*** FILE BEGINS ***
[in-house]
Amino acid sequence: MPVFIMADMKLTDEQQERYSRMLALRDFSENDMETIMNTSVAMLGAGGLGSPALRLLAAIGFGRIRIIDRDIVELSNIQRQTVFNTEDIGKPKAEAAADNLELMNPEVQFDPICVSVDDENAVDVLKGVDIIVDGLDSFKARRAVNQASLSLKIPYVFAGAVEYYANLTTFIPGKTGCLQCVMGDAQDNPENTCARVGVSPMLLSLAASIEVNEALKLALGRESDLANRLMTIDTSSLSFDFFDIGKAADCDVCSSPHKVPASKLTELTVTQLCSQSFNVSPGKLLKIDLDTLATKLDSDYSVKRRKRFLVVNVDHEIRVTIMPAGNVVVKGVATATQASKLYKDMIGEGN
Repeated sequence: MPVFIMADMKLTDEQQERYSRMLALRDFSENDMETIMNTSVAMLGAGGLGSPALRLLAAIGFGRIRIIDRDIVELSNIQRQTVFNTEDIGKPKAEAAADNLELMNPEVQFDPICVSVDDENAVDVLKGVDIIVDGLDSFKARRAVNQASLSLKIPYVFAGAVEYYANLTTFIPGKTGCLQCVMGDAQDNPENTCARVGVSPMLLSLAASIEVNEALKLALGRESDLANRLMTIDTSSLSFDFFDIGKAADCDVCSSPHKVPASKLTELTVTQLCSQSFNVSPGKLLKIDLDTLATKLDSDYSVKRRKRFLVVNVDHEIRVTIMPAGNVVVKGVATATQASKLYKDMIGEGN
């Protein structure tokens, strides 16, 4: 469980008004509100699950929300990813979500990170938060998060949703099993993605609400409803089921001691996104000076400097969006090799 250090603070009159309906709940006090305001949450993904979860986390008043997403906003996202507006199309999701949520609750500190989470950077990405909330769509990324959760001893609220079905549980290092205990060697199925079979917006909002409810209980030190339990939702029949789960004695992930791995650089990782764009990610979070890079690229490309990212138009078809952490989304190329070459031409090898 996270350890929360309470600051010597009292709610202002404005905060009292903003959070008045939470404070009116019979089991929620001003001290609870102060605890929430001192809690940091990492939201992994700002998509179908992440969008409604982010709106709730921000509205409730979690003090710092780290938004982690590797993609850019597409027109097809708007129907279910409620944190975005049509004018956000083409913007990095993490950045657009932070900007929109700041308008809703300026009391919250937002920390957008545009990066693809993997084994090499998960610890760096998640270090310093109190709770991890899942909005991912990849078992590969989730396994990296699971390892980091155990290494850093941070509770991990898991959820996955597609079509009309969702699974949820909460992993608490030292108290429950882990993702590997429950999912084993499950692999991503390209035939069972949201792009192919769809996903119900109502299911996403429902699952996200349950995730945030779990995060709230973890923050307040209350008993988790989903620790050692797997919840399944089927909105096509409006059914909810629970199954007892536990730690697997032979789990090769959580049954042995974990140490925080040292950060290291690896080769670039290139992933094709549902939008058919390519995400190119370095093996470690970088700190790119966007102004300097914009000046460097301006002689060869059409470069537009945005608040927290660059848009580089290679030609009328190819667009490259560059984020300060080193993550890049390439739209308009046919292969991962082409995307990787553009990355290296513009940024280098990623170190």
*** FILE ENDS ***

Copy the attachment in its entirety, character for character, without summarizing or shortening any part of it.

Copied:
[in-house]
Amino acid sequence: MPVFIMADMKLTDEQQERYSRMLALRDFSENDMETIMNTSVAMLGAGGLGSPALRLLAAIGFGRIRIIDRDIVELSNIQRQTVFNTEDIGKPKAEAAADNLELMNPEVQFDPICVSVDDENAVDVLKGVDIIVDGLDSFKARRAVNQASLSLKIPYVFAGAVEYYANLTTFIPGKTGCLQCVMGDAQDNPENTCARVGVSPMLLSLAASIEVNEALKLALGRESDLANRLMTIDTSSLSFDFFDIGKAADCDVCSSPHKVPASKLTELTVTQLCSQSFNVSPGKLLKIDLDTLATKLDSDYSVKRRKRFLVVNVDHEIRVTIMPAGNVVVKGVATATQASKLYKDMIGEGN
Repeated sequence: MPVFIMADMKLTDEQQERYSRMLALRDFSENDMETIMNTSVAMLGAGGLGSPALRLLAAIGFGRIRIIDRDIVELSNIQRQTVFNTEDIGKPKAEAAADNLELMNPEVQFDPICVSVDDENAVDVLKGVDIIVDGLDSFKARRAVNQASLSLKIPYVFAGAVEYYANLTTFIPGKTGCLQCVMGDAQDNPENTCARVGVSPMLLSLAASIEVNEALKLALGRESDLANRLMTIDTSSLSFDFFDIGKAADCDVCSSPHKVPASKLTELTVTQLCSQSFNVSPGKLLKIDLDTLATKLDSDYSVKRRKRFLVVNVDHEIRVTIMPAGNVVVKGVATATQASKLYKDMIGEGN
């Protein structure tokens, strides 16, 4: 469980008004509100699950929300990813979500990170938060998060949703099993993605609400409803089921001691996104000076400097969006090799 250090603070009159309906709940006090305001949450993904979860986390008043997403906003996202507006199309999701949520609750500190989470950077990405909330769509990324959760001893609220079905549980290092205990060697199925079979917006909002409810209980030190339990939702029949789960004695992930791995650089990782764009990610979070890079690229490309990212138009078809952490989304190329070459031409090898 996270350890929360309470600051010597009292709610202002404005905060009292903003959070008045939470404070009116019979089991929620001003001290609870102060605890929430001192809690940091990492939201992994700002998509179908992440969008409604982010709106709730921000509205409730979690003090710092780290938004982690590797993609850019597409027109097809708007129907279910409620944190975005049509004018956000083409913007990095993490950045657009932070900007929109700041308008809703300026009391919250937002920390957008545009990066693809993997084994090499998960610890760096998640270090310093109190709770991890899942909005991912990849078992590969989730396994990296699971390892980091155990290494850093941070509770991990898991959820996955597609079509009309969702699974949820909460992993608490030292108290429950882990993702590997429950999912084993499950692999991503390209035939069972949201792009192919769809996903119900109502299911996403429902699952996200349950995730945030779990995060709230973890923050307040209350008993988790989903620790050692797997919840399944089927909105096509409006059914909810629970199954007892536990730690697997032979789990090769959580049954042995974990140490925080040292950060290291690896080769670039290139992933094709549902939008058919390519995400190119370095093996470690970088700190790119966007102004300097914009000046460097301006002689060869059409470069537009945005608040927290660059848009580089290679030609009328190819667009490259560059984020300060080193993550890049390439739209308009046919292969991962082409995307990787553009990355290296513009940024280098990623170190």